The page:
10 Fla. FFs injured in cargo ship explosion file lawsuit

Three of the firefighters still haven't been able to return to work after the June 4 fire and blast in Jacksonville


By Laura French

JACKSONVILLE, Fla. — Ten Florida firefighters who were injured in a fire and explosion on a cargo ship in June have filed a lawsuit against four owners and operators of the ship. 

The lawsuit filed on Tuesday by the 10 Jacksonville firefighters alleges negligence that put the first responders in danger, according to Action News Jax. The June 4 blast on the 15-level cargo ship caused several of the firefighters to suffer serious injuries, including burns. 

Ten Jacksonville firefighters who were injured in a fire and explosion on a cargo ship in June are suing four owners and operators of the ship. (Photo/Jacksonville Fire and Rescue Department Twitter)
Ten Jacksonville firefighters who were injured in a fire and explosion on a cargo ship in June are suing four owners and operators of the ship. (Photo/Jacksonville Fire and Rescue Department Twitter)

Attorney Curry Pajcic, who is representing the firefighters, held a news briefing Tuesday saying that three of the firefighters have still been unable to return to work due to their injuries, and all 10 are still in the recovery process. Pajcic said the incident has also cost the City of Jacksonville millions of dollars in medical bills and man-hours.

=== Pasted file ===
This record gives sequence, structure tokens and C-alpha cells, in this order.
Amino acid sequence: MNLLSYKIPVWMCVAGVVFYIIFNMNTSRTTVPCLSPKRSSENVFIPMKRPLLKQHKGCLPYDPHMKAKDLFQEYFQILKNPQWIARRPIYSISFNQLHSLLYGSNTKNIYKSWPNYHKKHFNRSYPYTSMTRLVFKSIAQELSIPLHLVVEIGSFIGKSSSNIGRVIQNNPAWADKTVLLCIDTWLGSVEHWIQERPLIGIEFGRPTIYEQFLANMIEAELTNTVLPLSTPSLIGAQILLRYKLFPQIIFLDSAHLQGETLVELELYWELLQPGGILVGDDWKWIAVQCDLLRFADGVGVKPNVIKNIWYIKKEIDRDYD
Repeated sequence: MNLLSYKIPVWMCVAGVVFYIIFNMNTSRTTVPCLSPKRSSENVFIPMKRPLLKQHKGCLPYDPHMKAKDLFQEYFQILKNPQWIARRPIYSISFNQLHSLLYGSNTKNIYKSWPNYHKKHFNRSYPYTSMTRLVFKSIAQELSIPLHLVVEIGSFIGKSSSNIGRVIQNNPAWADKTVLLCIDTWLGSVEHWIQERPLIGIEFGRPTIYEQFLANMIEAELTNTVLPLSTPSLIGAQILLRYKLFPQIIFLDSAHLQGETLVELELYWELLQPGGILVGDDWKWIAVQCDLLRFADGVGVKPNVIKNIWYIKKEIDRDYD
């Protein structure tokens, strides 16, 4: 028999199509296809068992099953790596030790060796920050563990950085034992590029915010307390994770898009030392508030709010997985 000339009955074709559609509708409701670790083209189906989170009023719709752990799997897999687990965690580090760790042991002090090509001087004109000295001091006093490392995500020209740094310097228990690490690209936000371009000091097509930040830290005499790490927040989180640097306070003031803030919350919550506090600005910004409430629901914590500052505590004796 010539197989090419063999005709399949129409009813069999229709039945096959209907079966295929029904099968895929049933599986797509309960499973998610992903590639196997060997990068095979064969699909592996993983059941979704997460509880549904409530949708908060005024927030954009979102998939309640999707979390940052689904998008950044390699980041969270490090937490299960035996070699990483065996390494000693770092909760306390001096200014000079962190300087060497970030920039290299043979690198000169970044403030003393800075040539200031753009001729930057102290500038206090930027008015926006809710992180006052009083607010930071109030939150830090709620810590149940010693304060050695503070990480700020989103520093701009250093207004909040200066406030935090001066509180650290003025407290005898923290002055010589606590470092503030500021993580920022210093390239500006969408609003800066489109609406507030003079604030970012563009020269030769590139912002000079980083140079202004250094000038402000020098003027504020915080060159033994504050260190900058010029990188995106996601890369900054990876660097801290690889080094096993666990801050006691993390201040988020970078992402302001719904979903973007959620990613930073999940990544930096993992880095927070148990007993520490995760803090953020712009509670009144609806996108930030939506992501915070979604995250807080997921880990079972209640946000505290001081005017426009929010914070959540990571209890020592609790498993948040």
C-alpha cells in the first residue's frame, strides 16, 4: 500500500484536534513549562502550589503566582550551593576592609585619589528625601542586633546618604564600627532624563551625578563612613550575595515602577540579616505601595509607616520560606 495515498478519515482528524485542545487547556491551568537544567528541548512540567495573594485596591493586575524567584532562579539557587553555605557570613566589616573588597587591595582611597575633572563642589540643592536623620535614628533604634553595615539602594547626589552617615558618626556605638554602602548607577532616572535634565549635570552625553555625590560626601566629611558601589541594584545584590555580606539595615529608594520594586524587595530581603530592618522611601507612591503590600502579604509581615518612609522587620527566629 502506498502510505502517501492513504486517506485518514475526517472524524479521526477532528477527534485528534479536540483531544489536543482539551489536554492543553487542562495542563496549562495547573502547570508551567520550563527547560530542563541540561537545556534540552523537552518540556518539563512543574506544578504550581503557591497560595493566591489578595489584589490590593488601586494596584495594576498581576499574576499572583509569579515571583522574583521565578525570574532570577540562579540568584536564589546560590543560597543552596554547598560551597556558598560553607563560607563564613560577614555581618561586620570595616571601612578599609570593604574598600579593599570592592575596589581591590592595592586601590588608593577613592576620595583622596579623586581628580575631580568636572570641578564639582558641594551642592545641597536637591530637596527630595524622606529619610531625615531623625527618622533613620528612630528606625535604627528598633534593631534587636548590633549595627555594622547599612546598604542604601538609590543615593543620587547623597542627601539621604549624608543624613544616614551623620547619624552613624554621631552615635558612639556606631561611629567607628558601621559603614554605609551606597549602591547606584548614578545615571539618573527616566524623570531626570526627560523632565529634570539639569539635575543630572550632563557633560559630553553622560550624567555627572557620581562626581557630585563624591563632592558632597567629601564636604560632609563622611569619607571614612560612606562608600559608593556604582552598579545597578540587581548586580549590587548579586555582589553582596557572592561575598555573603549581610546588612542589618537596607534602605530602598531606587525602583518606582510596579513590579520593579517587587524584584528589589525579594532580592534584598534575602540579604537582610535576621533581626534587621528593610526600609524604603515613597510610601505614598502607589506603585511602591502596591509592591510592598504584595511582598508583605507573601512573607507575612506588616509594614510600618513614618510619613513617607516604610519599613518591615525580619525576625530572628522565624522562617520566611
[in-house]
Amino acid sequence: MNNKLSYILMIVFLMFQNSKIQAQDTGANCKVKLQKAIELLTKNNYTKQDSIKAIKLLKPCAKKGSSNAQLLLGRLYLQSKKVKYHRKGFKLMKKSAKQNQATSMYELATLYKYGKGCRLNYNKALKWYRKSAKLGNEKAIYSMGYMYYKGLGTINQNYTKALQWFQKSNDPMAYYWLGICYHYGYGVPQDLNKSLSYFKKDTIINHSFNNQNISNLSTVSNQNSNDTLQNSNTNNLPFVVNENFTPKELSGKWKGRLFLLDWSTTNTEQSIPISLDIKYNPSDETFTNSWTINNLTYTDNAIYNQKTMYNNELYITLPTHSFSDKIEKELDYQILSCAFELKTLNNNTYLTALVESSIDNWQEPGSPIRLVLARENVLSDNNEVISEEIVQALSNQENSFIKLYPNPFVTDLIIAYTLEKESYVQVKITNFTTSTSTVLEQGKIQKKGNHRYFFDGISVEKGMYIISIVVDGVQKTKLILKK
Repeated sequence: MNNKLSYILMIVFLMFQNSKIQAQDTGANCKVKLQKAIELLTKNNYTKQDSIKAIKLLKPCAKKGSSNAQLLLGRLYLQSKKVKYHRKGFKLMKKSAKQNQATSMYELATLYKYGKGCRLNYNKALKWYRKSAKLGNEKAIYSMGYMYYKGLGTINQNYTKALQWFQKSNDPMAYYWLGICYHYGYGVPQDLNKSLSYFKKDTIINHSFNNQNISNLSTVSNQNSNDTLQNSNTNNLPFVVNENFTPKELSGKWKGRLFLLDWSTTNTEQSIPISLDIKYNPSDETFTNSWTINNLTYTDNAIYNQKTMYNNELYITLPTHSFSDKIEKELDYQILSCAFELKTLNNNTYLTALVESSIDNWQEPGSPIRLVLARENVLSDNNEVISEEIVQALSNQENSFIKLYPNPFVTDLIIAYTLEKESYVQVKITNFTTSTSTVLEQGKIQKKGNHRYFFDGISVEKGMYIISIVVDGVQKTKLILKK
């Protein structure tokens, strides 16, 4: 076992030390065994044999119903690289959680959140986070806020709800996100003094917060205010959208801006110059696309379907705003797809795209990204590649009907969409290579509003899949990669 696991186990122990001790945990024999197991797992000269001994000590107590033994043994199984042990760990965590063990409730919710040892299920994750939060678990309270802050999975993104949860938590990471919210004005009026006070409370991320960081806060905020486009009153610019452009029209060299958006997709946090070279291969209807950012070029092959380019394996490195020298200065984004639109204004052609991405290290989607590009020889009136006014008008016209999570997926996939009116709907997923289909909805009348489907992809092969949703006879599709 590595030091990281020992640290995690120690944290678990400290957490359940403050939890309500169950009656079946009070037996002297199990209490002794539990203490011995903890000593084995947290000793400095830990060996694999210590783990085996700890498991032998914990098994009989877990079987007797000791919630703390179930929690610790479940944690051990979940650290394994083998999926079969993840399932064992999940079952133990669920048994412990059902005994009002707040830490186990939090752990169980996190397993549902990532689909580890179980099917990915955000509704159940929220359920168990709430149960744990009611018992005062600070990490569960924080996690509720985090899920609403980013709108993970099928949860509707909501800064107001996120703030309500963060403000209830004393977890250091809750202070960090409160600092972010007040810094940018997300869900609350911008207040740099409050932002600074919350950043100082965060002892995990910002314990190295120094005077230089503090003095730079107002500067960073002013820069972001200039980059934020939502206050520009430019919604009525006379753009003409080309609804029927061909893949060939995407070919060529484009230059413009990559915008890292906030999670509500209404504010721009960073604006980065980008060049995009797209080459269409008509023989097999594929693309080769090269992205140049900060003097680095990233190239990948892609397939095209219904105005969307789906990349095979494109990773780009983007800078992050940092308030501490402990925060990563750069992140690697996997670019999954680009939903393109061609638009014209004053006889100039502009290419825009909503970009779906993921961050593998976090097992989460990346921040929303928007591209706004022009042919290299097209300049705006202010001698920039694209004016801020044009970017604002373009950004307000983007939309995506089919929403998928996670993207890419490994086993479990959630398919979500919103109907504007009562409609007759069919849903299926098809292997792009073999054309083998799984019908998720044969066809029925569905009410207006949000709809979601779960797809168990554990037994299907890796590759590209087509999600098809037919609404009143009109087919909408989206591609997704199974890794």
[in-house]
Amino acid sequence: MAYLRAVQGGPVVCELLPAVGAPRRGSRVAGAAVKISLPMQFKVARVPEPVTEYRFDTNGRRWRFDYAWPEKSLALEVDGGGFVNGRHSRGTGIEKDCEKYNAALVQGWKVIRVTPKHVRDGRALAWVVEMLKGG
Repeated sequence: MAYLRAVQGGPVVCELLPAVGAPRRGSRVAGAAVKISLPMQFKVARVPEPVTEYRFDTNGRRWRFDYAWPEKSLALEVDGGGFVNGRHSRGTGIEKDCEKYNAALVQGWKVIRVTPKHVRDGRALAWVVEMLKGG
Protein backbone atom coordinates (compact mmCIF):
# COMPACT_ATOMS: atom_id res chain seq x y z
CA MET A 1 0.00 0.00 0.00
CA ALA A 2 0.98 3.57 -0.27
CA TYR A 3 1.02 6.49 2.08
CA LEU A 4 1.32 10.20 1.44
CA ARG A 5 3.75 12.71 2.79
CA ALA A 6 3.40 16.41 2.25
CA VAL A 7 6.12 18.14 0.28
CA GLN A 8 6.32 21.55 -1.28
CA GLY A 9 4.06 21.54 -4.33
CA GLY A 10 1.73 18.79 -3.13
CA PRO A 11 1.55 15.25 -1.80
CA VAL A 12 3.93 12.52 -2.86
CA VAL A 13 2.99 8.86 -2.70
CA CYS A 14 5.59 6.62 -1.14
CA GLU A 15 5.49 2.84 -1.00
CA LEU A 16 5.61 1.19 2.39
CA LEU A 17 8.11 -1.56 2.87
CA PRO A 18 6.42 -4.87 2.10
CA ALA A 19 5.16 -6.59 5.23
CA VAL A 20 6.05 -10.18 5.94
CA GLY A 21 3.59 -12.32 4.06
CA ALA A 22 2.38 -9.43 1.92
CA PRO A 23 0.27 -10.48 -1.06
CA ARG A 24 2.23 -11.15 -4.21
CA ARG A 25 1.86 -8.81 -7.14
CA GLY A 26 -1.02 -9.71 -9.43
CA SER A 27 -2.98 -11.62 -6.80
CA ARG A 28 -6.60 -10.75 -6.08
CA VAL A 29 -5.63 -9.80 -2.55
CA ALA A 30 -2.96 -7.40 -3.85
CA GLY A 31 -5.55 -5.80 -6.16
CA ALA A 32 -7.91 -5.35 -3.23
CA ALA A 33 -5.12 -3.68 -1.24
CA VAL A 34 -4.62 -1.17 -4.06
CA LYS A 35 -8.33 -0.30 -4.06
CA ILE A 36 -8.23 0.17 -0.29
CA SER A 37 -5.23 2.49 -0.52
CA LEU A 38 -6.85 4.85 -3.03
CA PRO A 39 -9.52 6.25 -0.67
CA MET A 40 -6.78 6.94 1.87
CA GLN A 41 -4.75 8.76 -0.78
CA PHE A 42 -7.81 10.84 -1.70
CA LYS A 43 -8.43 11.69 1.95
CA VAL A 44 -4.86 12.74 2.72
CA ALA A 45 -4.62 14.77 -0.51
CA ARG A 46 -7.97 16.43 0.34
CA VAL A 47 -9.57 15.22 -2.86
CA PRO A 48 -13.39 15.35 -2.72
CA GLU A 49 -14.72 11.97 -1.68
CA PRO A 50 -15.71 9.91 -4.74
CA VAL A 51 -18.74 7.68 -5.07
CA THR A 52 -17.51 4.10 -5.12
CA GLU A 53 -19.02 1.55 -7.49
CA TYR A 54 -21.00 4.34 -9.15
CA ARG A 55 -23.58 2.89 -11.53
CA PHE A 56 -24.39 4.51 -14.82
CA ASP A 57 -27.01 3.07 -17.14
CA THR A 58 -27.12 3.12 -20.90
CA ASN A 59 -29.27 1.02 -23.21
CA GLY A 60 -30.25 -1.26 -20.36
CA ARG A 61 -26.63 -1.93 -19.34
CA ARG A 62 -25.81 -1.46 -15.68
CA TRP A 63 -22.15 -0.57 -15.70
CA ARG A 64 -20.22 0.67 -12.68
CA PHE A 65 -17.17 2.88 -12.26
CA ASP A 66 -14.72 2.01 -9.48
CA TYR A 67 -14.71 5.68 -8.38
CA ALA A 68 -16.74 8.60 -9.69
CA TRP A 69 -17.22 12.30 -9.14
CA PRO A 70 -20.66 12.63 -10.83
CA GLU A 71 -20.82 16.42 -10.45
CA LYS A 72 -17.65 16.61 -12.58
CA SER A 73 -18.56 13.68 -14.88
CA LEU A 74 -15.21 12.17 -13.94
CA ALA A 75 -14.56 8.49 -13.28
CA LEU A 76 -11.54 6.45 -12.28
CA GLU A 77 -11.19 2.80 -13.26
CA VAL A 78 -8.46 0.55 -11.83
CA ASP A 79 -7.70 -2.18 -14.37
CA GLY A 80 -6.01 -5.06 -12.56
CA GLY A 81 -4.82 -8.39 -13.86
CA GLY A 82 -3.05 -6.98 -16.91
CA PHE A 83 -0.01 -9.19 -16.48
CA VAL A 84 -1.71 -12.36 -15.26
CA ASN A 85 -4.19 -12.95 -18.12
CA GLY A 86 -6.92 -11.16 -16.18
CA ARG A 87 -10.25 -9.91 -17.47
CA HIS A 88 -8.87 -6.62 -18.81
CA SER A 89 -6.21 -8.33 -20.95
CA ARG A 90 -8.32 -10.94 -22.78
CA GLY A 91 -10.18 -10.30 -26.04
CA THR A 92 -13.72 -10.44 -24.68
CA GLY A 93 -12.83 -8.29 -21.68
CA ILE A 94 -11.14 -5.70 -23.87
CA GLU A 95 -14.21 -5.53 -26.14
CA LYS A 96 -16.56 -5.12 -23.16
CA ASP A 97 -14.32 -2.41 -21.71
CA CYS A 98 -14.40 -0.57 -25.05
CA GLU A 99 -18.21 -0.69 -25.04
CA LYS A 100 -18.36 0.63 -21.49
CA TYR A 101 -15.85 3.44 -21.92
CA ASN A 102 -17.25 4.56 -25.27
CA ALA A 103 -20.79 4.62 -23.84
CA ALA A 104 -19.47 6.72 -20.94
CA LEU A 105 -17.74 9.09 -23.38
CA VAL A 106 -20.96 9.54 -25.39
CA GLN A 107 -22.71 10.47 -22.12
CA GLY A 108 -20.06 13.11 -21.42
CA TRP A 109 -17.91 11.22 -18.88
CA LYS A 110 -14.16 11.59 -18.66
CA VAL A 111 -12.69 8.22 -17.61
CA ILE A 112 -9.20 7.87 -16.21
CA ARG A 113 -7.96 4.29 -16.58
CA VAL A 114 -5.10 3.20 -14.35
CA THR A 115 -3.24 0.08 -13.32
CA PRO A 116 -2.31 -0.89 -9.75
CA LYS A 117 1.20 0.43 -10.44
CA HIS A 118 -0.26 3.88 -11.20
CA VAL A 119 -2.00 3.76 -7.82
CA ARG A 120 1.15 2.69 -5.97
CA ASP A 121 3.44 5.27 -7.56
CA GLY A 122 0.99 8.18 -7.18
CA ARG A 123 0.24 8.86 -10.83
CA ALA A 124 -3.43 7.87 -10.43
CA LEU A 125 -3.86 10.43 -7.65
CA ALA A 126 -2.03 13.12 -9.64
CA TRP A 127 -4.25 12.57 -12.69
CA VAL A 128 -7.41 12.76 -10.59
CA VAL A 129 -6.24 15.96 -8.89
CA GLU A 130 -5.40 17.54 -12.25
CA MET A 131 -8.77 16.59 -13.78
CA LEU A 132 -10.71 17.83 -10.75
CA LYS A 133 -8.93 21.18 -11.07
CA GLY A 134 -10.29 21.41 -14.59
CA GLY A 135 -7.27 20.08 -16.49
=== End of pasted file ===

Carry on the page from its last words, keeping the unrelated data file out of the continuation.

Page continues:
Pajcic outlined several examples of the alleged negligence, including that the ship's fire alarm system had been disabled and that the ship was filled with wrecked cars, some of which hadn't had their batteries disconnected, according to the attorney. Pajcic said firefighters heard car horns and saw lights on the vehicles flickering while battling the fire. 

The attorney also said the ship had no flooding sprinkler system and no standpipes, forcing firefighters to drag their hose up the stairwell they were in when the blast occurred on the eighth deck, according to News 4 Jax

Pajcic added that the crew of the ship didn't initially call 911 when the fire started and had trouble communicating information about the fire with first responders because they didn't speak English. Pajcic alleged that after the blaze the crew was sent away by the ship's owners, possibly overseas, before they could be interviewed. 

The four defendants in the case are Hoegh Autoliners, Horizon Terminal Services, Grimaldi Deep Sea and SSA Marine. 

 

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